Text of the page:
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This Is What Democracy Looks Like
Today's Note From a Madman
October 16, 2007
Reach Out and Touch Someone
(Just don't let them know you're doing it)
Have you ever watched Law and Order, CSI Miami or any of the other detective/ crime solving shows on TV? (Of course I have!) Did you ever notice how the detectives "convince" the criminals how it's in their best interests to confess; or how they get the girlfriend, best friend, business partner, etc, to spill their guts even in spite of their Constitutional rights? (Why, that's the best part!) Well then, move over TV crime dramas and welcome Verizon into the fold.
Verizon had legally responded to over 94,000 subpoenas submitted by the federal government to furnish private records including the parties, numbers and IP addresses of their customers. To go along with the legal requests Verizon additionally responded in the affirmative to requests made without subpoenas. The question is," Why?"
You see, had all of the requests being made come without subpoenas, then Verizon could have just stated that they were simply cooperating with government investigations, pinning all of the questions on the government and their actions. However, being that Verizon did receive 94,000 subpoenas forcing them to provide information, one wonders why an additional 720 "emergency" requests, in the form of "national security letters" were also answered with a big "YES".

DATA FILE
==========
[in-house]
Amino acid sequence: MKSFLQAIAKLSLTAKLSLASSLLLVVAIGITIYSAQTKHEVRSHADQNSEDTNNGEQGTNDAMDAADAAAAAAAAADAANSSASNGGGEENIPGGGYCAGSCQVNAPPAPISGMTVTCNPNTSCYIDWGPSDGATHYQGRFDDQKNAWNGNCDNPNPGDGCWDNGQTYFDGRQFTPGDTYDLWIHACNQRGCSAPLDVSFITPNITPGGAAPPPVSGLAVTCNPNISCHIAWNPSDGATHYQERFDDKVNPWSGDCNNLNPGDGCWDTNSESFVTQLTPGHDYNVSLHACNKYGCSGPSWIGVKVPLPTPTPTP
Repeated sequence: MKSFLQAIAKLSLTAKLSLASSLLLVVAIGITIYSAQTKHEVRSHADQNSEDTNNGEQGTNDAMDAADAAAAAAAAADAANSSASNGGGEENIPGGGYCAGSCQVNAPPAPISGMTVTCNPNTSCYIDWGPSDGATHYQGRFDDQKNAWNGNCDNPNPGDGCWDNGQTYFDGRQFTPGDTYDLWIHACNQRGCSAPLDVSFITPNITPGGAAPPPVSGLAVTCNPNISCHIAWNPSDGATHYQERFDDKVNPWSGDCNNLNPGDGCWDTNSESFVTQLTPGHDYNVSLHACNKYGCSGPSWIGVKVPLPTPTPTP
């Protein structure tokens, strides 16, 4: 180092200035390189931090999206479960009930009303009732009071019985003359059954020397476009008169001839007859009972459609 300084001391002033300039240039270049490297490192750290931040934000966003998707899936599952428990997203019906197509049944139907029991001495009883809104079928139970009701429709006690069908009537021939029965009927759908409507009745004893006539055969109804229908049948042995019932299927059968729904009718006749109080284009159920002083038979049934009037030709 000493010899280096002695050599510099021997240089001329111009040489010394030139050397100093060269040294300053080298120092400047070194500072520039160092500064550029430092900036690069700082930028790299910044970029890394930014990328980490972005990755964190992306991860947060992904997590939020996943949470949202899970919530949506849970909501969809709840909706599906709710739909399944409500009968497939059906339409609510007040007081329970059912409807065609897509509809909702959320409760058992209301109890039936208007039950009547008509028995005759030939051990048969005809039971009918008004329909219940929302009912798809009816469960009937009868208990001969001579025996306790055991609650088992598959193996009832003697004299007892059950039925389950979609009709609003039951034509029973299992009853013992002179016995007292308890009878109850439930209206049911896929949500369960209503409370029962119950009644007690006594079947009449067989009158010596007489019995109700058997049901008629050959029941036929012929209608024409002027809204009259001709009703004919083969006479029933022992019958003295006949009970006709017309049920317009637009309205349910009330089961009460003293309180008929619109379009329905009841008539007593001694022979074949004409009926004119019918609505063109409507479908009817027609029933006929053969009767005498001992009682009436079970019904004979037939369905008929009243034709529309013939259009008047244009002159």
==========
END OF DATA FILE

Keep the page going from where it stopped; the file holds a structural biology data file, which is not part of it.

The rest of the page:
Verizon, in a letter to the House Energy and Commerce Committee, admitted these actions. Both AT&T and Qwest Communications seem to have done likewise.
It should have come to the attention of someone at the big phone carrier that since subpoenas were issued across the board for the majority of records, why weren't the other 720 treated in the same manner? After all, I'm sure that Verizon has a legal department which they could have asked for help, don't they?
"The company (Verizon) said it does not determine the requests' legality or necessity because to do so would slow efforts to save lives in criminal investigations.
"Verizon and AT&T said it was not their role to second-guess the legitimacy of emergency government requests"
-The Washington Post (http://www.washingtonpost.com/wp-dyn/content/article/2007/10/15/AR2007101501857_pf.html)
But it is actually their responsibility to do just that. One of the reasons they employ lawyers is to ask them these questions so they aren't held liable and to make sure the law is followed.
"Public officials, not private businessmen, must ultimately be responsible for whether the legal judgments underlying authorized surveillance activities turn out to be right or wrong -- legally or politically. Telecommunications carriers have a part to play in guarding against official abuses, but it is necessarily a modest one."
-Wayne Watts, AT&T's senior executive vice president and general counsel